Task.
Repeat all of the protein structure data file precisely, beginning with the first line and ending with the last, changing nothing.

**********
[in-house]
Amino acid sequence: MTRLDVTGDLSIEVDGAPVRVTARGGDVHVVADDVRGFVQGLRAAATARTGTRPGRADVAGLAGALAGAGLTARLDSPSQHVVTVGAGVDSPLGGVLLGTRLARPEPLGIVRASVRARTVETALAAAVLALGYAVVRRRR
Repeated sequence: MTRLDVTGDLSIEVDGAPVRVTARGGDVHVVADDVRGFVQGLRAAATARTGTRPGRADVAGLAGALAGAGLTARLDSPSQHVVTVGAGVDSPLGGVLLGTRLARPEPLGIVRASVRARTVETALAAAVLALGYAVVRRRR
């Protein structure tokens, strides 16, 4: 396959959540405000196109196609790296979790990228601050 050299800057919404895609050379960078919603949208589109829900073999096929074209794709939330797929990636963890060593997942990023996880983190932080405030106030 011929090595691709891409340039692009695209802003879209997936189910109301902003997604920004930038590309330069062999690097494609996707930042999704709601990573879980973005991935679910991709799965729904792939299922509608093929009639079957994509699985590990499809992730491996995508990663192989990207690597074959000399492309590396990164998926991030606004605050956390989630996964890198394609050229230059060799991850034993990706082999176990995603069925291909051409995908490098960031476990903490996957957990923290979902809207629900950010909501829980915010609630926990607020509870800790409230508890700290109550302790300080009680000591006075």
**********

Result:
[in-house]
Amino acid sequence: MTRLDVTGDLSIEVDGAPVRVTARGGDVHVVADDVRGFVQGLRAAATARTGTRPGRADVAGLAGALAGAGLTARLDSPSQHVVTVGAGVDSPLGGVLLGTRLARPEPLGIVRASVRARTVETALAAAVLALGYAVVRRRR
Repeated sequence: MTRLDVTGDLSIEVDGAPVRVTARGGDVHVVADDVRGFVQGLRAAATARTGTRPGRADVAGLAGALAGAGLTARLDSPSQHVVTVGAGVDSPLGGVLLGTRLARPEPLGIVRASVRARTVETALAAAVLALGYAVVRRRR
């Protein structure tokens, strides 16, 4: 396959959540405000196109196609790296979790990228601050 050299800057919404895609050379960078919603949208589109829900073999096929074209794709939330797929990636963890060593997942990023996880983190932080405030106030 011929090595691709891409340039692009695209802003879209997936189910109301902003997604920004930038590309330069062999690097494609996707930042999704709601990573879980973005991935679910991709799965729904792939299922509608093929009639079957994509699985590990499809992730491996995508990663192989990207690597074959000399492309590396990164998926991030606004605050956390989630996964890198394609050229230059060799991850034993990706082999176990995603069925291909051409995908490098960031476990903490996957957990923290979902809207629900950010909501829980915010609630926990607020509870800790409230508890700290109550302790300080009680000591006075």